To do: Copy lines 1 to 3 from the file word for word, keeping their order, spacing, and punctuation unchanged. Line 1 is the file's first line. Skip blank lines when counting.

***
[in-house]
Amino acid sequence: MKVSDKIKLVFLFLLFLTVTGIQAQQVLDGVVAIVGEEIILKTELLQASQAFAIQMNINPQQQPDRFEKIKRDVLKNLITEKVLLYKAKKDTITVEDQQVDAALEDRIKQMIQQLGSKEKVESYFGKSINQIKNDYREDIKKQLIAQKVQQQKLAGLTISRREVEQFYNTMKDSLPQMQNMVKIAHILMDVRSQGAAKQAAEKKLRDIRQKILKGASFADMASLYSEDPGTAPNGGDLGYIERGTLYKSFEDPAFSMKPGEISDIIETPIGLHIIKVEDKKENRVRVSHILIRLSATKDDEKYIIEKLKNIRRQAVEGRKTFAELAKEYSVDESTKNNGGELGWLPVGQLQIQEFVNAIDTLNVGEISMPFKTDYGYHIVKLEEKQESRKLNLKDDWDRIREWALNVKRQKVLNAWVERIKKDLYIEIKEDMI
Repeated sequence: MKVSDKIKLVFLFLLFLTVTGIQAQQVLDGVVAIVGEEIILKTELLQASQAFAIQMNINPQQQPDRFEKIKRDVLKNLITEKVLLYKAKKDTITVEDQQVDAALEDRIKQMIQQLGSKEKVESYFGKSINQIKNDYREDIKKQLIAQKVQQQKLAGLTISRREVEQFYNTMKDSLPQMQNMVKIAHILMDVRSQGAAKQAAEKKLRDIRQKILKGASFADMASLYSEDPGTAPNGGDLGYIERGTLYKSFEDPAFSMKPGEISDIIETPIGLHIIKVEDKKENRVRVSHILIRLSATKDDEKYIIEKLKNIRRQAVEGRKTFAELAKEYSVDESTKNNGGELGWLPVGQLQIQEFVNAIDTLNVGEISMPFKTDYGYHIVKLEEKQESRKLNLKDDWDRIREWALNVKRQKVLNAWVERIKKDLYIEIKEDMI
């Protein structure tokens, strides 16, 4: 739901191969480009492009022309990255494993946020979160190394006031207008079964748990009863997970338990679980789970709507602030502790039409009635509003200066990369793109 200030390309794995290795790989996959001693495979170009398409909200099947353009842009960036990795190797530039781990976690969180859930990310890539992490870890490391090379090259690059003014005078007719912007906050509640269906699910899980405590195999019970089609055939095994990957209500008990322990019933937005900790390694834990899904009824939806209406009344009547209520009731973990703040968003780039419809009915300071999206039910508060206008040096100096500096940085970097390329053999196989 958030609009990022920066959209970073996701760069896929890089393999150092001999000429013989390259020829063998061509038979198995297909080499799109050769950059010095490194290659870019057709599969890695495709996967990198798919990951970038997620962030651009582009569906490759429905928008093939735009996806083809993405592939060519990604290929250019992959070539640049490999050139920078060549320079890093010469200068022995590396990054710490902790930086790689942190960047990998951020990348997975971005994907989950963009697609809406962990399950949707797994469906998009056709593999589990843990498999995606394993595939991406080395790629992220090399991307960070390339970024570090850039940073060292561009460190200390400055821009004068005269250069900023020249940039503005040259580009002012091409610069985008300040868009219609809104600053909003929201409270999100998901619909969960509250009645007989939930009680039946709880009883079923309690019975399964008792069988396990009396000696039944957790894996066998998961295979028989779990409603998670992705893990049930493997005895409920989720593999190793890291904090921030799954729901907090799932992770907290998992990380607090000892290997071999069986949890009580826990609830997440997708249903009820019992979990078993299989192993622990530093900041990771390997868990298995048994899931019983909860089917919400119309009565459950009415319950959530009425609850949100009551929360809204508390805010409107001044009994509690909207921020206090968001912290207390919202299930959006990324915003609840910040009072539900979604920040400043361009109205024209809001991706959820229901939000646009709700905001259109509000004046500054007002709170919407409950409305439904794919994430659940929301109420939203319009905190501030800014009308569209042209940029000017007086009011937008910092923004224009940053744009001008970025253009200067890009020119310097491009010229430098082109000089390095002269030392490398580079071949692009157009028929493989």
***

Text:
[in-house]
Amino acid sequence: MKVSDKIKLVFLFLLFLTVTGIQAQQVLDGVVAIVGEEIILKTELLQASQAFAIQMNINPQQQPDRFEKIKRDVLKNLITEKVLLYKAKKDTITVEDQQVDAALEDRIKQMIQQLGSKEKVESYFGKSINQIKNDYREDIKKQLIAQKVQQQKLAGLTISRREVEQFYNTMKDSLPQMQNMVKIAHILMDVRSQGAAKQAAEKKLRDIRQKILKGASFADMASLYSEDPGTAPNGGDLGYIERGTLYKSFEDPAFSMKPGEISDIIETPIGLHIIKVEDKKENRVRVSHILIRLSATKDDEKYIIEKLKNIRRQAVEGRKTFAELAKEYSVDESTKNNGGELGWLPVGQLQIQEFVNAIDTLNVGEISMPFKTDYGYHIVKLEEKQESRKLNLKDDWDRIREWALNVKRQKVLNAWVERIKKDLYIEIKEDMI
Repeated sequence: MKVSDKIKLVFLFLLFLTVTGIQAQQVLDGVVAIVGEEIILKTELLQASQAFAIQMNINPQQQPDRFEKIKRDVLKNLITEKVLLYKAKKDTITVEDQQVDAALEDRIKQMIQQLGSKEKVESYFGKSINQIKNDYREDIKKQLIAQKVQQQKLAGLTISRREVEQFYNTMKDSLPQMQNMVKIAHILMDVRSQGAAKQAAEKKLRDIRQKILKGASFADMASLYSEDPGTAPNGGDLGYIERGTLYKSFEDPAFSMKPGEISDIIETPIGLHIIKVEDKKENRVRVSHILIRLSATKDDEKYIIEKLKNIRRQAVEGRKTFAELAKEYSVDESTKNNGGELGWLPVGQLQIQEFVNAIDTLNVGEISMPFKTDYGYHIVKLEEKQESRKLNLKDDWDRIREWALNVKRQKVLNAWVERIKKDLYIEIKEDMI